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The SARC AntiVirus News Update

"The sun never sets on SARC"

Volume 4 Issue 2 September 1999

 
   


The following is a list of the top reported viruses, trojans and worms to SARC's regional offices.


Asia Pacific

W95.CIH
W97M.Ethan.A
W97M.Marker.A


Europe

Happy99.Worm
W97M.Ethan.A
W97M.Marker.A


Japan

Happy99.Worm
XM.Laroux
O97M.Tristate


USA

XM.Laroux
W95.CIH
W97M.Class

     

Windows viruses seem to be on the increase, with approximately one appearing per month. One such Windows virus is
Termite.7800 which infects both DOS and Windows program files, this is featured in this issue along with W32.Kriz.3740, discovered late last month.

You may be interested to know that issued with every set of virus definitions, for example through LiveUpdate, is a list of the new viruses detected and details of new technologies added to Norton AntiVirus. The file is called whatsnew.txt and can be found in the following directory;

C:\Program Files\Common Files\Symantec Shared\VirusDefs\19990818.001

The last part of the directory name is the date and and release number of the virus definitions.

Last month I posed the question. "should the same or similar legal penalties apply to people writing plugins to malicious code as apply to the original authors?". Well we had a very good response, with strong opinions and well presented arguments. Thanks to all those that took the time to compose a reply. The overwhelming feeling was yes they should. I've posted some extracts from the responses in an article below.

This issue of the html version of the newsletter is in a different format, which I hope you like and will be easier to read. I have also removed links to remote graphics so your internet dialup connection doesn't startup on it's own to retrieve them. Keep sending me those comments and ideas on ways to improve the newsletter.

David Banes,
Editor, sarc.avnews@symantec.com
   
     

 STOP PRESS - W97M.Thus.A Virus Word Macro Virus

 
       
Viruses in the News

Rare

PC

   
       
W32.Kriz.3740
is a Windows 9x/NT virus which infects Portable Executable (PE) Windows files. The virus goes resident into memory, attempting to infect any files that are opened by the user or applications. If infected with this virus, the user should verify they have "booted clean" before attempting to scan and repair files.

The virus also modifies the KERNEL32.DLL. This file must be replaced with a known, clean backup. In addition, this virus may also corrupt some PE files, requiring them to be replaced by known, clean backups (or from the installation package).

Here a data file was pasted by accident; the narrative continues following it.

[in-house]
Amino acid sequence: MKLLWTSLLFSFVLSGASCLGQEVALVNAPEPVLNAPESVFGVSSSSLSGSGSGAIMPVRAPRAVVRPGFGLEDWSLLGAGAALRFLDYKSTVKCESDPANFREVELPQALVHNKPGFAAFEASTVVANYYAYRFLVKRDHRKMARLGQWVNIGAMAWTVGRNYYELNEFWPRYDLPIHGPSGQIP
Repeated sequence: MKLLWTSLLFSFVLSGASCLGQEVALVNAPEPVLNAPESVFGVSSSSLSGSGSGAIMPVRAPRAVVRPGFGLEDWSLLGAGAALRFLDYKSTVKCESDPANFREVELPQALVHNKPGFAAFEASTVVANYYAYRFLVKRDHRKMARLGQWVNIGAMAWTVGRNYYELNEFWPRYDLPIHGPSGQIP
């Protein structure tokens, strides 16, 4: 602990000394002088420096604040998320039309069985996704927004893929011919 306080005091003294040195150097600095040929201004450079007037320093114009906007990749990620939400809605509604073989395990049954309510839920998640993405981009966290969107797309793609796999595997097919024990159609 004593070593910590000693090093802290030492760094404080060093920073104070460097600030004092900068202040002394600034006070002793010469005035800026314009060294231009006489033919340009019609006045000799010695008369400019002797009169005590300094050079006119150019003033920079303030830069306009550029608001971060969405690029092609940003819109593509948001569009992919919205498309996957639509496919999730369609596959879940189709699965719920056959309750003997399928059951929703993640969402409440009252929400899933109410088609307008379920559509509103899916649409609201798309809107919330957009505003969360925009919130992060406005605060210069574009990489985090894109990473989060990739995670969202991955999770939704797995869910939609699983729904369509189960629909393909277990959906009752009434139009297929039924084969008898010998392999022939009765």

The W32.Kriz.3740 virus also contains a payload, which is executed on December 25th.

The first time the virus is executed on a system, it will create an infected copy of KERNEL32.DLL in the Windows system directory. The file will be named KRIZED.TT6. If this file is found in the Windows system directory, it should be deleted. The next time Windows is started, this file will be copied over the original KERNEL32.DLL. Then the virus infects other files when certain Windows API functions are called by a program.

There are variants of this virus and some of the differences between variants pertain to the payload. The 3863 variant will access more types of drives when overwriting files while other differences include the method of infection. The 3740 variant will create a new section named "..." and copy its viral code to that newly created section. The 3863 variant will simply append its code to the end of the last section.

Currently only the 3863 variant has been found in the wild. There is a 3863.b version of this virus which is the same as the 3863 variant except that some of the unused text at the end of the virus has been corrupted.

If the system date is December 25th, the virus will attempt to flash the BIOS of the computer. This will prevent the computer from booting up properly and may require a change of hardware. Information stored in the CMOS will be cleared. So the date, time, hard drive and floppy drive settings, peripheral configuration, etc. will need to be restored. The virus will also begin overwriting files on all available drives. This includes mapped network drives, floppy drives and RAM disks. This payload is very similar to W95.CIH and therefore warrants concern.

Norton AntiVirus will detect this virus with the current virus definitions, available through LiveUpdate.

by: Eric Chien
SARC, Europe
   
                   
         
Trojans and Worms in the News

Rare

PC

 
         


VBS.Monopoly
is an encrypted worm that will work under Windows operating systems supporting Visual Basic Script 4.0 and above. The worm utilises Microsoft Outlook to send a copy of itself to all the recipients in the user's MS Outlook Address Book. The worm usually appears as 'MONOPOLY.VBS' in the email named Bill Gates Joke.

Similar to VBS.Freelink, the worm is written in Visual Basic Script. When launched, the worm drops a picture named 'MONOPOLY.JPG' in the temporary folder. It also creates 'MONOPOLY.WSH' and 'MONOPOLY.VBE' files.

The 'MONOPOLY.WSH' executes the 'MONOPOLY.VBE' which sends out an email to everyone in the user's MS Outlook Address Book. The email has the following subject and message:

Subject: Bill Gates joke
Message:
Bill Gates is guilty of monopoly. Here is the proof. :-)

After executing the MONOPOLY.VBE file, the worm displays a message:

Bill Gates is guilty of monopoly. Here is the proof.

and displays the picture file MONOPOLY.JPG which you can view by clicking the following link; http://www-cu.symantec.com/avcenter/graphics/bill_mnpy.jpg

To remove this worm, one should simply delete the 'MONOPOLY.VBS', 'MONOPOLY.VBE', and 'MONOPOLY.WSH' files. You can use the find option on the Windows Start menu to locate these files.

Norton AntiVirus users may protect themselves from this worm by downloading the current virus definitions available through LiveUpdate.

Please Note: The Norton AntiVirus definition set prior to August 9th detects this worm as VBS.Freelink.

by:Raul Elnitiarta
SARC, USA

   
                   
         
New Hoaxes

Common

ALL

   
         


Hoaxes seem to be more common than ever. Although there are thousands of viruses discovered each year, there are still some that only exist in peoples imaginations. This is a list of the newer hoaxes,